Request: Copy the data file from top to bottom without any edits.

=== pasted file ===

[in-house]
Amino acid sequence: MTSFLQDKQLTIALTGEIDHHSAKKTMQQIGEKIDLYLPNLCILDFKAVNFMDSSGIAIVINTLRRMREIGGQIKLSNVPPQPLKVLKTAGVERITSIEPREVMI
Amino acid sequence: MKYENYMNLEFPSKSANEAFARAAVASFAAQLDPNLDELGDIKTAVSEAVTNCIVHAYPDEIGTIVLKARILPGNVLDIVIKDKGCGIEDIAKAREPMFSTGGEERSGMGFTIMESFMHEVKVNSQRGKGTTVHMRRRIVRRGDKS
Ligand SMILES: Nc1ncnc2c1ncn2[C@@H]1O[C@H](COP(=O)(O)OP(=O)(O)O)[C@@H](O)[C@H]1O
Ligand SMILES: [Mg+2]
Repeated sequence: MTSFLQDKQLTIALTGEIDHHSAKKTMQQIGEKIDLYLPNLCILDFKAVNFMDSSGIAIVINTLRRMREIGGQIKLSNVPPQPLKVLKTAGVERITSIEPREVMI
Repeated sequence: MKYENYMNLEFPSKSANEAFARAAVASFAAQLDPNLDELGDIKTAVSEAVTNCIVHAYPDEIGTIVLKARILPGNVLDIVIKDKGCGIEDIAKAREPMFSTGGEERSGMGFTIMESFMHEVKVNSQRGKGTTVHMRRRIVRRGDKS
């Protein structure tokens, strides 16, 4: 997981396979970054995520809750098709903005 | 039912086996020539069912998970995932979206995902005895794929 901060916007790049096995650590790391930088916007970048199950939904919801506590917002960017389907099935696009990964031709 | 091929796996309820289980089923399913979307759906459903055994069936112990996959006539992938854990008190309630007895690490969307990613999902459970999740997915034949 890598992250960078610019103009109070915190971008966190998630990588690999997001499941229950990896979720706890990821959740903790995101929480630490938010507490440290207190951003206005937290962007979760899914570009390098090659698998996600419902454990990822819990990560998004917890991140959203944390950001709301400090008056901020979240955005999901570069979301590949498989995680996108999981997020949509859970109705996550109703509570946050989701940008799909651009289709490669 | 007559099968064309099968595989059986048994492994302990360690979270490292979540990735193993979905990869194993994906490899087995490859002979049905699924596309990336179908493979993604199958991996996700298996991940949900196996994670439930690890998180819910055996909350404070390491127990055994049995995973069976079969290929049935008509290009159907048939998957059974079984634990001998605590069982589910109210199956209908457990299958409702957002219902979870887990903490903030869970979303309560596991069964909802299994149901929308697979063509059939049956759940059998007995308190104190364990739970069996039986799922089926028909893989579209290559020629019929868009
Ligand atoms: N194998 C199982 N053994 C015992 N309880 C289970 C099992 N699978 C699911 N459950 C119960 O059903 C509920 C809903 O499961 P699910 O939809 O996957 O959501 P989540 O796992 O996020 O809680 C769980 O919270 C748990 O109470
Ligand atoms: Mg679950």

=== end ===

[in-house]
Amino acid sequence: MTSFLQDKQLTIALTGEIDHHSAKKTMQQIGEKIDLYLPNLCILDFKAVNFMDSSGIAIVINTLRRMREIGGQIKLSNVPPQPLKVLKTAGVERITSIEPREVMI
Amino acid sequence: MKYENYMNLEFPSKSANEAFARAAVASFAAQLDPNLDELGDIKTAVSEAVTNCIVHAYPDEIGTIVLKARILPGNVLDIVIKDKGCGIEDIAKAREPMFSTGGEERSGMGFTIMESFMHEVKVNSQRGKGTTVHMRRRIVRRGDKS
Ligand SMILES: Nc1ncnc2c1ncn2[C@@H]1O[C@H](COP(=O)(O)OP(=O)(O)O)[C@@H](O)[C@H]1O
Ligand SMILES: [Mg+2]
Repeated sequence: MTSFLQDKQLTIALTGEIDHHSAKKTMQQIGEKIDLYLPNLCILDFKAVNFMDSSGIAIVINTLRRMREIGGQIKLSNVPPQPLKVLKTAGVERITSIEPREVMI
Repeated sequence: MKYENYMNLEFPSKSANEAFARAAVASFAAQLDPNLDELGDIKTAVSEAVTNCIVHAYPDEIGTIVLKARILPGNVLDIVIKDKGCGIEDIAKAREPMFSTGGEERSGMGFTIMESFMHEVKVNSQRGKGTTVHMRRRIVRRGDKS
């Protein structure tokens, strides 16, 4: 997981396979970054995520809750098709903005 | 039912086996020539069912998970995932979206995902005895794929 901060916007790049096995650590790391930088916007970048199950939904919801506590917002960017389907099935696009990964031709 | 091929796996309820289980089923399913979307759906459903055994069936112990996959006539992938854990008190309630007895690490969307990613999902459970999740997915034949 890598992250960078610019103009109070915190971008966190998630990588690999997001499941229950990896979720706890990821959740903790995101929480630490938010507490440290207190951003206005937290962007979760899914570009390098090659698998996600419902454990990822819990990560998004917890991140959203944390950001709301400090008056901020979240955005999901570069979301590949498989995680996108999981997020949509859970109705996550109703509570946050989701940008799909651009289709490669 | 007559099968064309099968595989059986048994492994302990360690979270490292979540990735193993979905990869194993994906490899087995490859002979049905699924596309990336179908493979993604199958991996996700298996991940949900196996994670439930690890998180819910055996909350404070390491127990055994049995995973069976079969290929049935008509290009159907048939998957059974079984634990001998605590069982589910109210199956209908457990299958409702957002219902979870887990903490903030869970979303309560596991069964909802299994149901929308697979063509059939049956759940059998007995308190104190364990739970069996039986799922089926028909893989579209290559020629019929868009
Ligand atoms: N194998 C199982 N053994 C015992 N309880 C289970 C099992 N699978 C699911 N459950 C119960 O059903 C509920 C809903 O499961 P699910 O939809 O996957 O959501 P989540 O796992 O996020 O809680 C769980 O919270 C748990 O109470
Ligand atoms: Mg679950």